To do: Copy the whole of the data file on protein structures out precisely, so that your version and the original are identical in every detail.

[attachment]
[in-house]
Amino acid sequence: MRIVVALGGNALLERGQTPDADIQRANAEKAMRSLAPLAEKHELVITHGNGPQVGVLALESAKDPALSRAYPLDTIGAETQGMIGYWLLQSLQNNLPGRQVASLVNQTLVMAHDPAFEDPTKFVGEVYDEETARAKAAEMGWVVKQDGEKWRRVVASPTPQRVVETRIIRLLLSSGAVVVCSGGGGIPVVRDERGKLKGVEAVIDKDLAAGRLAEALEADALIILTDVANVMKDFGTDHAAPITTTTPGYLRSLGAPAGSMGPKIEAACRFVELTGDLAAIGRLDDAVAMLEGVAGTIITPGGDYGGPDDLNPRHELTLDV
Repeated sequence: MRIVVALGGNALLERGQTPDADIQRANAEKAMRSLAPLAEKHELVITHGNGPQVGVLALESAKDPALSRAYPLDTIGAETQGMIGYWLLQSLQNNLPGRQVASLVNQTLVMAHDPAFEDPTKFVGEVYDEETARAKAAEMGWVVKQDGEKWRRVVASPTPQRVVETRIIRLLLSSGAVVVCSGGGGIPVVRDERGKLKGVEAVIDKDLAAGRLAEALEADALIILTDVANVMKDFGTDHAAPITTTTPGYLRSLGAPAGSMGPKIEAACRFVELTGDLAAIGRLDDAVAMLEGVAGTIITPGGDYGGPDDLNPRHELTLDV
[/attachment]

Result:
[in-house]
Amino acid sequence: MRIVVALGGNALLERGQTPDADIQRANAEKAMRSLAPLAEKHELVITHGNGPQVGVLALESAKDPALSRAYPLDTIGAETQGMIGYWLLQSLQNNLPGRQVASLVNQTLVMAHDPAFEDPTKFVGEVYDEETARAKAAEMGWVVKQDGEKWRRVVASPTPQRVVETRIIRLLLSSGAVVVCSGGGGIPVVRDERGKLKGVEAVIDKDLAAGRLAEALEADALIILTDVANVMKDFGTDHAAPITTTTPGYLRSLGAPAGSMGPKIEAACRFVELTGDLAAIGRLDDAVAMLEGVAGTIITPGGDYGGPDDLNPRHELTLDV
Repeated sequence: MRIVVALGGNALLERGQTPDADIQRANAEKAMRSLAPLAEKHELVITHGNGPQVGVLALESAKDPALSRAYPLDTIGAETQGMIGYWLLQSLQNNLPGRQVASLVNQTLVMAHDPAFEDPTKFVGEVYDEETARAKAAEMGWVVKQDGEKWRRVVASPTPQRVVETRIIRLLLSSGAVVVCSGGGGIPVVRDERGKLKGVEAVIDKDLAAGRLAEALEADALIILTDVANVMKDFGTDHAAPITTTTPGYLRSLGAPAGSMGPKIEAACRFVELTGDLAAIGRLDDAVAMLEGVAGTIITPGGDYGGPDDLNPRHELTLDV